Recently, a number of powerful men have been forced out of positions in entertainment, government, journalism and other fields due to credible allegations of sexual harassment or misconduct. These ousters have typically been the result of public pressure, not litigation, but they have raised important workplace issues for everyone to consider.
Many men are wondering if it’s ever OK to compliment a colleague’s appearance or ask one out on a date. What about a congratulatory hug? A pat on the shoulder? Will any unwanted touch or misguided statement get you fired these days?
A lot of women are equally confused. “They understand sexual harassment is not allowed, and that it’s wrong,” says a psychology professor from Penn State, “but no one has taught them what that is.” If a co-worker makes a sexualized comment or stands too close, should a woman report that co-worker to HR?
Let’s take a look at some basic guidance from the Equal Employment Opportunity Commission (EEOC). “The law doesn’t prohibit simple teasing, offhand comments or isolated incidents that are not very serious,” the agency’s website reads. “Harassment is illegal when it is so frequent or severe that it creates a hostile or offensive work environment or when it results in an adverse employment decision” against the victim.
It also doesn’t matter if the harasser is a supervisor, a co-worker or even a customer — it’s the company’s legal responsibility to take reasonable steps to address any harassment. Also, sexual harassment doesn’t have to be explicitly sexual; it also includes gender-based harassment.
Discussions about sexual harassment may be helpful or problematic
As society watches celebrities and politicians stepping aside due to their sexual misconduct, it’s becoming more common for issues of sexual harassment to be openly discussed in the workplace.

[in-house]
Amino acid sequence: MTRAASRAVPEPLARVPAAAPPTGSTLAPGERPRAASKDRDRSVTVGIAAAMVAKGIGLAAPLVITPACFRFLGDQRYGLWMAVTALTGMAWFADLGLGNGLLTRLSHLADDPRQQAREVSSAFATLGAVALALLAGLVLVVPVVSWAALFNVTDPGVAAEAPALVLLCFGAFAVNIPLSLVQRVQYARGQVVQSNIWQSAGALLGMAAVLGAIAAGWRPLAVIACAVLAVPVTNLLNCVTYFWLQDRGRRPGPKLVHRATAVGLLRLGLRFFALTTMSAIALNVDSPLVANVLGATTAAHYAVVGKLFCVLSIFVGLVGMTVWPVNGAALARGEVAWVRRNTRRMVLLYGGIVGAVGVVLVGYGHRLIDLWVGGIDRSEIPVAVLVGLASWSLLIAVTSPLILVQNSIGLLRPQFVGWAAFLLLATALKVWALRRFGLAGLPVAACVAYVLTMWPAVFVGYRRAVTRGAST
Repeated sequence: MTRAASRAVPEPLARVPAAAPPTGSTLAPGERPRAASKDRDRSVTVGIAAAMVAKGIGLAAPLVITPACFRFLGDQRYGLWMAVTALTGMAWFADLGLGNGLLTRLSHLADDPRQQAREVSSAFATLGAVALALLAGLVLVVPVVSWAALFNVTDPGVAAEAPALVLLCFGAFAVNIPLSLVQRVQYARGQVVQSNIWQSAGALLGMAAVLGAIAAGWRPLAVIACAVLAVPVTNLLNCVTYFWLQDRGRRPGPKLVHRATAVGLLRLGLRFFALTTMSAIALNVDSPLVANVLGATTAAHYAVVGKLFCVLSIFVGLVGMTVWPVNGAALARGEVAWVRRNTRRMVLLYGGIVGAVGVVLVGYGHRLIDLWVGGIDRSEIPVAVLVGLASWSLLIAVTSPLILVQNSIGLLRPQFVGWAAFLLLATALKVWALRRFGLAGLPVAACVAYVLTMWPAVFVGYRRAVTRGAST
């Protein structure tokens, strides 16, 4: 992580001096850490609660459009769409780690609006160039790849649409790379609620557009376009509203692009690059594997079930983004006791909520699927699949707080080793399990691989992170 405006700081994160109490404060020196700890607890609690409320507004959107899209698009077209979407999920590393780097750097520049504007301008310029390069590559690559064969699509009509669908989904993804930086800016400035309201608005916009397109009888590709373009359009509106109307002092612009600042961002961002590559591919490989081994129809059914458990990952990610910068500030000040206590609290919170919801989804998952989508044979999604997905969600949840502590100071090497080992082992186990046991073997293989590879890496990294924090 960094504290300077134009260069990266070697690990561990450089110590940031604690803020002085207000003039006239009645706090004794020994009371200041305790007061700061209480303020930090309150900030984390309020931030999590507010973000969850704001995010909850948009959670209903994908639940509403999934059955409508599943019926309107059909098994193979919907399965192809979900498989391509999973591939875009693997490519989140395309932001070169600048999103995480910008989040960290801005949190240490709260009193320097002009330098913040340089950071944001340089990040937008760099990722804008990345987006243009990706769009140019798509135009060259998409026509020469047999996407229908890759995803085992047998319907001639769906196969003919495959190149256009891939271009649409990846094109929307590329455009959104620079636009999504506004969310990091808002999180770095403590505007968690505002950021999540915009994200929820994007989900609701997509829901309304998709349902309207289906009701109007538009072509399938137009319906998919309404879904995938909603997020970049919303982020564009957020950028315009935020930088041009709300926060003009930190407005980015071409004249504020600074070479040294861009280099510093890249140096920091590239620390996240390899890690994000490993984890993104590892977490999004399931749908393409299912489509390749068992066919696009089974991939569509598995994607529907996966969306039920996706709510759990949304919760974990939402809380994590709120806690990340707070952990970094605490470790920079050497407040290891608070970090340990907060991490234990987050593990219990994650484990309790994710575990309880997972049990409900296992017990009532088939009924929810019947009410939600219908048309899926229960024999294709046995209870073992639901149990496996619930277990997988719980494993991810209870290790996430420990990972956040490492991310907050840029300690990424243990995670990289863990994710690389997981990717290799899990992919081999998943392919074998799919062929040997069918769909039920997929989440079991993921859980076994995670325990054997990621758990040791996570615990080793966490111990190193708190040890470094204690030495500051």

Overall, that’s probably a positive development. It’s important for everyone to be on the same page about what kinds of behavior are acceptable in the workplace.
On the other hand, sexual harassment is a hot button issue and the discussion itself can be problematic if it becomes too heated. When people have inaccurate notions or strong opinions about sexual harassment and misconduct, their statements may be perceived as unduly aggressive or even harassing in turn.
Ultimately, the goal is to promote a safe, harassment-free workplace for everyone. Even when you’re only discussing sexual harassment, it’s important to be thoughtful about what you say. Be respectful.
If you’re experiencing sexual or gender harassment at your workplace, it’s a good idea to have an employment law attorney evaluate your situation before you take any action. Your attorney can help you gather evidence appropriately and prepare you to take the first step toward resolving the situation while limiting the risk of retaliation.